Murray had a dominant college career at Kent State, winning the MAC Pitcher of the Year award in his sophomore and junior seasons. That success put him on scouts’ radar, but a lack of velocity dropped the righty to the ninth round in 2018. Murray breezed through the Northwest League last summer, and he pitched well enough in the Midwest League this year to earn a quick promotion to High-A.
At 6-foot-2 and 195 pounds, Murray has little projection remaining with a solid base and broad shoulders. He creates deception from a three-quarters arm slot due to a long arm-path and explosive lower body sequence. The fastball sat at 88-to-90 mph, reaching as high as 92 mph but dipping into the mid-80s at times. Despite below-average velocity, Murray generated a ton of whiffs on fastballs in the zone. At the low end of his velocity range, the pitch showed some cutting action. He relied on both his slider and changeup to get ground balls, but his most frequent secondary was a 72-to-76 mph curveball. Its movement was inconsistent but occasionally sharp, with 11-to-5 shape across the zone. Though Murray used it less than his curve, I felt his slider was the better breaking ball. He spots it well off the plate, coming in from the same tunnel as the fastball and curve. He mixed a changeup at 83-to-84 mph, though it’s a less advanced than the rest of his arsenal.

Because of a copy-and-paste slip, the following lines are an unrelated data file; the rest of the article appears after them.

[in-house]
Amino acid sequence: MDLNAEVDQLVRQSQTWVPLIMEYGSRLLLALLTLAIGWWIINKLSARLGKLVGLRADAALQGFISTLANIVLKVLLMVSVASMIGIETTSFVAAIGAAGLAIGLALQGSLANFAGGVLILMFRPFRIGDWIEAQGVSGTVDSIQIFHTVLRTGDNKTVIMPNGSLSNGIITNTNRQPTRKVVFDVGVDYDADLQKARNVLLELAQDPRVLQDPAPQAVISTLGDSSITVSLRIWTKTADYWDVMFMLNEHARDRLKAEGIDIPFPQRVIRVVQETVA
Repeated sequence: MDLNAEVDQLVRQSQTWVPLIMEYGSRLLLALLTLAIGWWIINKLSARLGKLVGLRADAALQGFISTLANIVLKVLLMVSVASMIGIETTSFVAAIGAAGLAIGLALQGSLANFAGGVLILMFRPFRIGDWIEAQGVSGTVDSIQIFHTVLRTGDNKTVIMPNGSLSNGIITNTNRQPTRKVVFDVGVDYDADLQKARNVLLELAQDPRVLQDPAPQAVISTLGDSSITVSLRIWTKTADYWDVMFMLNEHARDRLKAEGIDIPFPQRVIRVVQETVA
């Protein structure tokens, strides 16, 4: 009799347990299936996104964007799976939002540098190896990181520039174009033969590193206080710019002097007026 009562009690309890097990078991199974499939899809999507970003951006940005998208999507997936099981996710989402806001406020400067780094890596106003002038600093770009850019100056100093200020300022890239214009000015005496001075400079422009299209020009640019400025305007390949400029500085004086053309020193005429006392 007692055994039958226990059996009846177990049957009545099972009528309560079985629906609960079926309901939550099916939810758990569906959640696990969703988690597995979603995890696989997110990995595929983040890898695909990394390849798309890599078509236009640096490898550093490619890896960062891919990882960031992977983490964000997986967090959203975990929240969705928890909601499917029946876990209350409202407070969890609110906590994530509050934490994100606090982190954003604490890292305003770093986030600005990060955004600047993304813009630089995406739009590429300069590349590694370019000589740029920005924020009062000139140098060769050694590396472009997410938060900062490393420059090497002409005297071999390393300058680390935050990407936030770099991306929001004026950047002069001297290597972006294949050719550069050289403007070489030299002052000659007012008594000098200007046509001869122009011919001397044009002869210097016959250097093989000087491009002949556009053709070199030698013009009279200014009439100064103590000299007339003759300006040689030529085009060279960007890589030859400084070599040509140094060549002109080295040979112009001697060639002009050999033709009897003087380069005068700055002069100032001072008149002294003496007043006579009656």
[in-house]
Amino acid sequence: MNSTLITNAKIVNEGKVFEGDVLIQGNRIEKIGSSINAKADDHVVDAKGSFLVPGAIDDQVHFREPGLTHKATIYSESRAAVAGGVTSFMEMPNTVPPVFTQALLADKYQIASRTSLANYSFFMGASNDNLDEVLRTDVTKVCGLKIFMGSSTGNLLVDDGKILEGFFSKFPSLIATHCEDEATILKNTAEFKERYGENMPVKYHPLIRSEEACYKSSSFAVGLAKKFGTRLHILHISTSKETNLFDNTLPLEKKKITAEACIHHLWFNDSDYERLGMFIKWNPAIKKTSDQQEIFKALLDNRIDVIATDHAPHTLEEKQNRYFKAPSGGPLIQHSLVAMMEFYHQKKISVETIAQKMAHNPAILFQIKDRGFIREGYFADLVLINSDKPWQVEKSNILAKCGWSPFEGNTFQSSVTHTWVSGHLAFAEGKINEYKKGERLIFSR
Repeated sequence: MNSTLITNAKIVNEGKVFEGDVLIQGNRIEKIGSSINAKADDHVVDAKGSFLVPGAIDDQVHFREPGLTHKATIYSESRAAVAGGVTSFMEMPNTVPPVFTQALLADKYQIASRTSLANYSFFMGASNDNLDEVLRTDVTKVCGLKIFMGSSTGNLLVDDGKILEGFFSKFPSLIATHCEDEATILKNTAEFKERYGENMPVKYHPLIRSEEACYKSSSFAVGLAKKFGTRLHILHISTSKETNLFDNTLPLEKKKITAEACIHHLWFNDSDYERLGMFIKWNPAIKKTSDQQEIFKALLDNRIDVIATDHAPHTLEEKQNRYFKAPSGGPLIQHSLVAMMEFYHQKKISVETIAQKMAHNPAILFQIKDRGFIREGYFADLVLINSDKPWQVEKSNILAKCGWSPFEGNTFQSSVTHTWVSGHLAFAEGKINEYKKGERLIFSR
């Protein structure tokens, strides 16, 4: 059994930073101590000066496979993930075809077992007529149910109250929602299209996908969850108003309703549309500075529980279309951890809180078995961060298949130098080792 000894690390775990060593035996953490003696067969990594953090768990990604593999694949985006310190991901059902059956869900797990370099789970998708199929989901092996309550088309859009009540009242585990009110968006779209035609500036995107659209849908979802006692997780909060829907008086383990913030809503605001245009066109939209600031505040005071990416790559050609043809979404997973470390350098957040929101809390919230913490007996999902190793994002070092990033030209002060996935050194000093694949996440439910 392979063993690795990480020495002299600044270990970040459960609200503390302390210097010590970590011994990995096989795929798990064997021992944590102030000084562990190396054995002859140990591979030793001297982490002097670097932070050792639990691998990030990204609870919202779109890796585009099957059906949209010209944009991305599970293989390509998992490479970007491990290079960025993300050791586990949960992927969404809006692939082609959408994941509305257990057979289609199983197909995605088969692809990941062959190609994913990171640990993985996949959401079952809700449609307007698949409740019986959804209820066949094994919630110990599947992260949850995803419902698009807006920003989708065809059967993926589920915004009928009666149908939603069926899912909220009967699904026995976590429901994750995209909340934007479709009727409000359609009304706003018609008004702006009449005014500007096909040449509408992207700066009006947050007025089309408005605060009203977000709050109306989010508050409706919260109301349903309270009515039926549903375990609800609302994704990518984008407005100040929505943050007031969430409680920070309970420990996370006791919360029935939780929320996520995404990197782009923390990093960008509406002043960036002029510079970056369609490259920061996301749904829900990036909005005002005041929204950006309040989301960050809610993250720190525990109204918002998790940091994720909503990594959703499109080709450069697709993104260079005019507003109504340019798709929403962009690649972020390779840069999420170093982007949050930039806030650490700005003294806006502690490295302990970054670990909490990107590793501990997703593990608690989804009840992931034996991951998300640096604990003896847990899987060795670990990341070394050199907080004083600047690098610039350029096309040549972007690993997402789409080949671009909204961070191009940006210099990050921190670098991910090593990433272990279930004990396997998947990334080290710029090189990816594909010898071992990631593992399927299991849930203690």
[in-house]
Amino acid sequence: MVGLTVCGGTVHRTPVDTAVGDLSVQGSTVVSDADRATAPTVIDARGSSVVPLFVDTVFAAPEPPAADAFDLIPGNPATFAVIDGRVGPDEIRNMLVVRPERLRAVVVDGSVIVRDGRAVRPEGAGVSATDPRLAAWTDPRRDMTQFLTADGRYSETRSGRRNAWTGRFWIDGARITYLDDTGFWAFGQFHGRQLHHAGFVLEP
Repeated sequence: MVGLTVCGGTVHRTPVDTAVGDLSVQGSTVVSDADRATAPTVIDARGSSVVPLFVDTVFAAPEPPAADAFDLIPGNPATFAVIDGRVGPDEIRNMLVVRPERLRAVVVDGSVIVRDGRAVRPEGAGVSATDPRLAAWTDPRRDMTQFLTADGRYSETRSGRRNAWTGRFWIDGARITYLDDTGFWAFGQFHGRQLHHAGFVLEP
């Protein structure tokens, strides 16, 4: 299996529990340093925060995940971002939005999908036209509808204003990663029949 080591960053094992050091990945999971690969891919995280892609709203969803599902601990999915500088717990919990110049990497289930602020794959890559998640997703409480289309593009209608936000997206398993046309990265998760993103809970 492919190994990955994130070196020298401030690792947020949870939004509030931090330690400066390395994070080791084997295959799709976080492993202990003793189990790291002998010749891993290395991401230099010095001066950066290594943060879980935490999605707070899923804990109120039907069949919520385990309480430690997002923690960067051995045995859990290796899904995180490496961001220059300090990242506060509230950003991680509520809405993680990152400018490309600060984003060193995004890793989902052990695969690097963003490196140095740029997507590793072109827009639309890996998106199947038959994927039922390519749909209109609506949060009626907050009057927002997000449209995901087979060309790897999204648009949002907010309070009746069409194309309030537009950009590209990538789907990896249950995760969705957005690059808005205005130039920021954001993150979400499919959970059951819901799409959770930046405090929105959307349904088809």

Murray knows how to be effective with his type of stuff, but the lack of velocity could hold him back as he gets closer to the big leagues. Double-A will be a good test for the polished righty, whose deception and pitchability gives the upside of a mopup or long relief type. If his fringy velocity catches up to him, Murray could wind up more of a 4A depth piece.